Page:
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On May 6, 1993, 8-year-olds Stevie Branch, Michael Moore and Christopher Byers were found nude and hogtied in a West Memphis, Arkansas, bayou.
Their bodies and clothes had been jammed into the muddy ground with sticks, and their bikes were found on either side of a pipe bridge not far from the crime scene.
The boys had been so badly mutilated that investigators believed they had been killed in a Satanic ritual, and they soon arrested three outcast teenagers — Damien Echols, Jason Baldwin, and Jessie Misskelley, Jr. — and charged them with the murders.
The so-called “West Memphis Three” were tried and convicted of the slayings, but they continued to proclaim their innocence from behind bars, and a series of documentaries drew critical attention to the case and suggested the teens were the victims of “Satanic Panic,” a fear that Satanism would infect society.
While their appeals were repeatedly denied, a new set of DNA testing in 2007 revealed that no genetic material taken from the crime scene was a match to Echols, Baldwin or Misskelley, according to court documents obtained by Oxygen.com.
Four years later, they reached a deal with prosecutors and were released from prison after agreeing to an Alford plea, which allowed them to maintain their innocence while admitting the prosecution had enough evidence to convict them.
Although the men have been free for the past decade, they are still technically convicted killers, and it remains unclear who is responsible for the deaths of Branch, Moore and Byers.
“There’s still that sense that something ain’t right. Things haven’t been finished. I just want my name back, and I want justice in this case,” Baldwin told investigator and host Bob Ruff in the documentary special “The Forgotten West Memphis Three,” streaming now on Oxygen.
To potentially uncover new evidence in the case, Ruff is hoping to have the crime scene evidence — including the bikes, sticks and clothing — re-tested with M-Vac, a wet-vacuum DNA collection system that can gather “200 times more DNA sample” compared to swab testing.
“DNA testing … was very limited back at the time of the trial in 1993. There was no such thing as touch DNA … and so I’m hoping that this new M-Vac technology may be the key to unlocking evidence that’s been there this whole time,” Ruff said.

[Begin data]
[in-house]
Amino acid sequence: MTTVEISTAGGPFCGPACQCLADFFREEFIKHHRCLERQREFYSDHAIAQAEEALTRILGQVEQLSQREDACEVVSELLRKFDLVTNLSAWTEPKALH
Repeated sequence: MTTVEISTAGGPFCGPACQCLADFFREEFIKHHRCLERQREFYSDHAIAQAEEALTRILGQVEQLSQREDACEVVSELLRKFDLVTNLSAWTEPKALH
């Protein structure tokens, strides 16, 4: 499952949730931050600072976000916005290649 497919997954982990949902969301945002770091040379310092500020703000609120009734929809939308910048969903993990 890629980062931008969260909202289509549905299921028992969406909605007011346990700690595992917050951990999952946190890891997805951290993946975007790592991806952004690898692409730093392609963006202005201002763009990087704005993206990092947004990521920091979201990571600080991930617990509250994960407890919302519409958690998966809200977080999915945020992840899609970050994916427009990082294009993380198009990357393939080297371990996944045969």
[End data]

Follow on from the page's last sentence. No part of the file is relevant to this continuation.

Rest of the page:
In order to gain access to the evidence, however, Ruff and his team need the consent of district prosecuting attorney Scott Ellington. While Ellington was not in office during the original trials, he was throughout their appeals, and he was the one who ultimately approved the Alford plea that freed the West Memphis Three.
Following their release, Ellington pledged he was not abandoning the case.
“It would be a dereliction of my duties not to review credible evidence that’s been presented, and so we have to do that,” Ellington said in a 2012 interview that was also featured in “The Forgotten West Memphis Three.”
As of now, Ruff and his team say they’ve been unsuccessful in their attempt to contact Ellington, even though they have the support of Echols, Baldwin, Misskelley and victims’ family members, including Branch’s mother, Pam Hicks, and Byers’ brother, Ryan Clark.
Ruff’s hope is to finally figure out who murdered Branch, Byers and Moore and “give the people involved some closure.”
"There were a lot of victims. Many people had their lives completely and absolutely destroyed by this case," Echols told Ruff in “The Forgotten West Memphis Three.”
Although both Echols and Hicks said they were not surprised by the state’s lack of response, they continue to support Ruff in his fight for justice.
“I met with Scott Ellington and, you know, all of them. I’ve been from A to Z. I’m the mother, and they won’t even let me have access to anything. … I want finally to be able to say that it’s over. But I’m not giving up. I’ve got too much hope and too much to live for,” Hicks said.
Ruff has also vowed to “exhaust every single possible avenue and effort to try to figure out who killed these boys.”
“The only way that we’re ever going to be able to solve this case definitively is gonna have to be through science and DNA testing. … At this point, the ball’s in the court of Scott Ellington. … So this is all gonna come down to whether Scott Ellington wants to find the truth or not because we have the technology to find it,” Ruff said.
To hear more from those involved in the case, watch “The Forgotten West Memphis Three,” streaming now on Oxygen.com.
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